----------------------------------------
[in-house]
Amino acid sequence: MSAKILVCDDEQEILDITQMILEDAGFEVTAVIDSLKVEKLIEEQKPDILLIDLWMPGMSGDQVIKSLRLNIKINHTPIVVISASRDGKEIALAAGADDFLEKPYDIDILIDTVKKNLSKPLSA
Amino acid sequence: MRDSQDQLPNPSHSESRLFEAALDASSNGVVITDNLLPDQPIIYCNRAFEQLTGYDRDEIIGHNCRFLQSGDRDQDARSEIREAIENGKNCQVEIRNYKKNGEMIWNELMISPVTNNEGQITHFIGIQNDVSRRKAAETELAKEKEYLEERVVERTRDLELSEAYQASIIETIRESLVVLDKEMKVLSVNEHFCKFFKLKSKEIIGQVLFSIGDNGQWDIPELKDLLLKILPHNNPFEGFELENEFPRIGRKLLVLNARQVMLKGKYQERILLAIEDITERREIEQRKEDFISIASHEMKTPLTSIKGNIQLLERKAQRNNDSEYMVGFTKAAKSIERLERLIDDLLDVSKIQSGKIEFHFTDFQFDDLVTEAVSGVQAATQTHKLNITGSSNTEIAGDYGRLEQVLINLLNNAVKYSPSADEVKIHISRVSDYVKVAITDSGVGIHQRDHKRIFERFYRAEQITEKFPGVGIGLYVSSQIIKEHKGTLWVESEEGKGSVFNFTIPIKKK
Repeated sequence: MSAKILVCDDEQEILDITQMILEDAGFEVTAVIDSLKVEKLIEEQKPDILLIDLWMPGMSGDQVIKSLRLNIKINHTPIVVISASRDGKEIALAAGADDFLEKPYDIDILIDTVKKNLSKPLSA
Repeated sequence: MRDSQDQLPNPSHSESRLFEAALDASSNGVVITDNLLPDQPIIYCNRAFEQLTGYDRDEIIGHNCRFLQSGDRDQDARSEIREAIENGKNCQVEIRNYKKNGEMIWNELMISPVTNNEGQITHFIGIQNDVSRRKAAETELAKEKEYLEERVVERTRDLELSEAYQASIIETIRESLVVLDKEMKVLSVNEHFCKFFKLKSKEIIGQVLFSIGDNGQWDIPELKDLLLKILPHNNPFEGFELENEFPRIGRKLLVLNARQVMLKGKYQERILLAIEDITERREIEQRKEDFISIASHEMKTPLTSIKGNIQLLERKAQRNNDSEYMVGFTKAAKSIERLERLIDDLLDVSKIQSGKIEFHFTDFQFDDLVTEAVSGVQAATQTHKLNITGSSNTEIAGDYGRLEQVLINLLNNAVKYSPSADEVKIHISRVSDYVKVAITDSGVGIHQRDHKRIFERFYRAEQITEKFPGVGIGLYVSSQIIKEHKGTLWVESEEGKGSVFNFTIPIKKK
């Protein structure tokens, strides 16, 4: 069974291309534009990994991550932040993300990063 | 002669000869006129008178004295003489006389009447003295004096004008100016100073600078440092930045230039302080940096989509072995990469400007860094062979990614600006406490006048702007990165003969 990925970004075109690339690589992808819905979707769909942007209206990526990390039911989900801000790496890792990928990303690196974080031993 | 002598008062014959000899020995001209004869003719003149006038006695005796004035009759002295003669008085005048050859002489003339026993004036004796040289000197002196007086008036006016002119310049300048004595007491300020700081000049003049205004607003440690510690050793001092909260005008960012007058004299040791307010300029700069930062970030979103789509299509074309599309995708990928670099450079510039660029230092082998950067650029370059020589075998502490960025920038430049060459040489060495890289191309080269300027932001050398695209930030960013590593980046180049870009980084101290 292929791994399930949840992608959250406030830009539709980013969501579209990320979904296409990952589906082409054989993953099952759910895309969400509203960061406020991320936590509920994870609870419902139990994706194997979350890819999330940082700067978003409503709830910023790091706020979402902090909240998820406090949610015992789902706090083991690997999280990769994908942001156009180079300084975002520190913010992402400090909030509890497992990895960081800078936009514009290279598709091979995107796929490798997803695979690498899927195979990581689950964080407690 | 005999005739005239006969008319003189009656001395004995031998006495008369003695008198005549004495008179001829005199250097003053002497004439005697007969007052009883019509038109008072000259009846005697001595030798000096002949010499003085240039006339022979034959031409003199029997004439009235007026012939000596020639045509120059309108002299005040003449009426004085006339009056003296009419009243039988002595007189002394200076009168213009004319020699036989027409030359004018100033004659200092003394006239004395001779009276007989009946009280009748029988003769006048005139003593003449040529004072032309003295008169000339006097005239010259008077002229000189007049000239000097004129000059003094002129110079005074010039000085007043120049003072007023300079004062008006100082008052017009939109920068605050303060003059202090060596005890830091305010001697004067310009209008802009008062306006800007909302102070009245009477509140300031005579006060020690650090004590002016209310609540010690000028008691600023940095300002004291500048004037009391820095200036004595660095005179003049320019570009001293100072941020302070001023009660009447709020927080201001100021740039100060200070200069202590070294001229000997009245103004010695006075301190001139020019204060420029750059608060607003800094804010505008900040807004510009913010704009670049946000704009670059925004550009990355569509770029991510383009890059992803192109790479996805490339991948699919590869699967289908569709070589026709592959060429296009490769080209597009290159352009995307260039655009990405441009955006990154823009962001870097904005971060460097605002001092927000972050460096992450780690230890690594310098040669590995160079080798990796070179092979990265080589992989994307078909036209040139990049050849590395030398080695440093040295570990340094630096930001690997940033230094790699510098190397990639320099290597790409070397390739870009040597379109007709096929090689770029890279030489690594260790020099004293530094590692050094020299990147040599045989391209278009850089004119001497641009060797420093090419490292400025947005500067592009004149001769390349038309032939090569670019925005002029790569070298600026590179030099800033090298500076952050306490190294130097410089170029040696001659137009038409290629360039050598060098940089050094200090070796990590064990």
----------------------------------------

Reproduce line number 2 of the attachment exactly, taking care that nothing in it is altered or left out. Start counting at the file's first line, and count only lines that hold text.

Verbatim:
Amino acid sequence: MSAKILVCDDEQEILDITQMILEDAGFEVTAVIDSLKVEKLIEEQKPDILLIDLWMPGMSGDQVIKSLRLNIKINHTPIVVISASRDGKEIALAAGADDFLEKPYDIDILIDTVKKNLSKPLSA